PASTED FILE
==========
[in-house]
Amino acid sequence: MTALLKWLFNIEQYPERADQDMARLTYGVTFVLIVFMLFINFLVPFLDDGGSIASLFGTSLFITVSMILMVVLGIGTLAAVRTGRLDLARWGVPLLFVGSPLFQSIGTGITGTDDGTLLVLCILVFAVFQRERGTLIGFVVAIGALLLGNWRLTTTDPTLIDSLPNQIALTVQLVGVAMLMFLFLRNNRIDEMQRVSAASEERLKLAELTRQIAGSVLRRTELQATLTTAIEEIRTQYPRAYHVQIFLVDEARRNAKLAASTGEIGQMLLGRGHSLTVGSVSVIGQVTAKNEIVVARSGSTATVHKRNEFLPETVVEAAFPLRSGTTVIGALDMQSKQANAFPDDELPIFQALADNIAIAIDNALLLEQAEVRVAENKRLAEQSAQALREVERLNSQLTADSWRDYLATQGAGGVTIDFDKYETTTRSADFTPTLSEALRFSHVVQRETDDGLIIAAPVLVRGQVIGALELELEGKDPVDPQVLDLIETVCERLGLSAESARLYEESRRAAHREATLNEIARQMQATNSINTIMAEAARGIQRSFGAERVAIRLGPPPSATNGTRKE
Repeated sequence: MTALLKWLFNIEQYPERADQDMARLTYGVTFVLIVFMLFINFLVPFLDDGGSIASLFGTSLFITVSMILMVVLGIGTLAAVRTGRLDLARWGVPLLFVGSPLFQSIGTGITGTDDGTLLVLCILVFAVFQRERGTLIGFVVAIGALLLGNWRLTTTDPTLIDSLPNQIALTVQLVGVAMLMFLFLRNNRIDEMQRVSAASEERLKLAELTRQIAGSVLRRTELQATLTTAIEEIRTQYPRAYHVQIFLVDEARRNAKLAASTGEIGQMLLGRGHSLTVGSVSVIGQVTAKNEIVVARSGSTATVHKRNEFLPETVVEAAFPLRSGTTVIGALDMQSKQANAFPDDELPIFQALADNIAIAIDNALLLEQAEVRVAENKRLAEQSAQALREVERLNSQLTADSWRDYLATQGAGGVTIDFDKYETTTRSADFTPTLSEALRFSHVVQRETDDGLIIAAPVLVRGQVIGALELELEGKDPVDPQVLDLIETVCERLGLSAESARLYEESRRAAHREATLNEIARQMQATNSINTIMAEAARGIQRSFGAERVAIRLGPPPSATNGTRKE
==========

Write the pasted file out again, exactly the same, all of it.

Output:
[in-house]
Amino acid sequence: MTALLKWLFNIEQYPERADQDMARLTYGVTFVLIVFMLFINFLVPFLDDGGSIASLFGTSLFITVSMILMVVLGIGTLAAVRTGRLDLARWGVPLLFVGSPLFQSIGTGITGTDDGTLLVLCILVFAVFQRERGTLIGFVVAIGALLLGNWRLTTTDPTLIDSLPNQIALTVQLVGVAMLMFLFLRNNRIDEMQRVSAASEERLKLAELTRQIAGSVLRRTELQATLTTAIEEIRTQYPRAYHVQIFLVDEARRNAKLAASTGEIGQMLLGRGHSLTVGSVSVIGQVTAKNEIVVARSGSTATVHKRNEFLPETVVEAAFPLRSGTTVIGALDMQSKQANAFPDDELPIFQALADNIAIAIDNALLLEQAEVRVAENKRLAEQSAQALREVERLNSQLTADSWRDYLATQGAGGVTIDFDKYETTTRSADFTPTLSEALRFSHVVQRETDDGLIIAAPVLVRGQVIGALELELEGKDPVDPQVLDLIETVCERLGLSAESARLYEESRRAAHREATLNEIARQMQATNSINTIMAEAARGIQRSFGAERVAIRLGPPPSATNGTRKE
Repeated sequence: MTALLKWLFNIEQYPERADQDMARLTYGVTFVLIVFMLFINFLVPFLDDGGSIASLFGTSLFITVSMILMVVLGIGTLAAVRTGRLDLARWGVPLLFVGSPLFQSIGTGITGTDDGTLLVLCILVFAVFQRERGTLIGFVVAIGALLLGNWRLTTTDPTLIDSLPNQIALTVQLVGVAMLMFLFLRNNRIDEMQRVSAASEERLKLAELTRQIAGSVLRRTELQATLTTAIEEIRTQYPRAYHVQIFLVDEARRNAKLAASTGEIGQMLLGRGHSLTVGSVSVIGQVTAKNEIVVARSGSTATVHKRNEFLPETVVEAAFPLRSGTTVIGALDMQSKQANAFPDDELPIFQALADNIAIAIDNALLLEQAEVRVAENKRLAEQSAQALREVERLNSQLTADSWRDYLATQGAGGVTIDFDKYETTTRSADFTPTLSEALRFSHVVQRETDDGLIIAAPVLVRGQVIGALELELEGKDPVDPQVLDLIETVCERLGLSAESARLYEESRRAAHREATLNEIARQMQATNSINTIMAEAARGIQRSFGAERVAIRLGPPPSATNGTRKE